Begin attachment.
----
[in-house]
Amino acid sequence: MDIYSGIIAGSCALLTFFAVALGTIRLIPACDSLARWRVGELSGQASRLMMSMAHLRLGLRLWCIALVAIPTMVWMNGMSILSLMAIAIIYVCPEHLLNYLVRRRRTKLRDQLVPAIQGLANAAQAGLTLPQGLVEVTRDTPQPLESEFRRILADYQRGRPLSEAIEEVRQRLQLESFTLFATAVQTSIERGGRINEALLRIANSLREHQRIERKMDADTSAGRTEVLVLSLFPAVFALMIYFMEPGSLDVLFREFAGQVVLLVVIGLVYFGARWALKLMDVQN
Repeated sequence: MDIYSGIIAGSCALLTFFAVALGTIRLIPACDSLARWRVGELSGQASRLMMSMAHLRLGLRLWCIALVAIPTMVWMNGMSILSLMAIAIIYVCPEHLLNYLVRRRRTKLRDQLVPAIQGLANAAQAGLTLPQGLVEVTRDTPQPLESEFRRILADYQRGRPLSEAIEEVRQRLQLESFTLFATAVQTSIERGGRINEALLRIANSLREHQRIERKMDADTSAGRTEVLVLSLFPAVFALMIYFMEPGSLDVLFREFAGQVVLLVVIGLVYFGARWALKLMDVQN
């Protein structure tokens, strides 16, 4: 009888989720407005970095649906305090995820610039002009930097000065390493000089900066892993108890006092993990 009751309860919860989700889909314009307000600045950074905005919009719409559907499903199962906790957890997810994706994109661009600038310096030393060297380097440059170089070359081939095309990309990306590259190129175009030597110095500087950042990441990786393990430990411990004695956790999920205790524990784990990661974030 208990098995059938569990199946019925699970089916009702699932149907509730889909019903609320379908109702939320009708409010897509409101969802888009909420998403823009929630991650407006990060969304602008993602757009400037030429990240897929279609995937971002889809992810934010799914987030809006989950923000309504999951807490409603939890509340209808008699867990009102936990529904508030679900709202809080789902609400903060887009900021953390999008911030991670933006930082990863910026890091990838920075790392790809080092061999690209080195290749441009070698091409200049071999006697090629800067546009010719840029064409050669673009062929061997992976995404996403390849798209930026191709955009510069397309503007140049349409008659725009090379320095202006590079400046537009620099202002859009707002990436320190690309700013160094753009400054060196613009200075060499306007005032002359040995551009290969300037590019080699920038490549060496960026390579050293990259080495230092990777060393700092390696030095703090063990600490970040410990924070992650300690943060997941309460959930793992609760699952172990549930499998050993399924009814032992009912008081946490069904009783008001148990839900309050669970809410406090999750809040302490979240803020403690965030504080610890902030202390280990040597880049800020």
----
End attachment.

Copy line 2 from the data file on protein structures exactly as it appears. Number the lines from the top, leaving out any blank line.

Amino acid sequence: MDIYSGIIAGSCALLTFFAVALGTIRLIPACDSLARWRVGELSGQASRLMMSMAHLRLGLRLWCIALVAIPTMVWMNGMSILSLMAIAIIYVCPEHLLNYLVRRRRTKLRDQLVPAIQGLANAAQAGLTLPQGLVEVTRDTPQPLESEFRRILADYQRGRPLSEAIEEVRQRLQLESFTLFATAVQTSIERGGRINEALLRIANSLREHQRIERKMDADTSAGRTEVLVLSLFPAVFALMIYFMEPGSLDVLFREFAGQVVLLVVIGLVYFGARWALKLMDVQN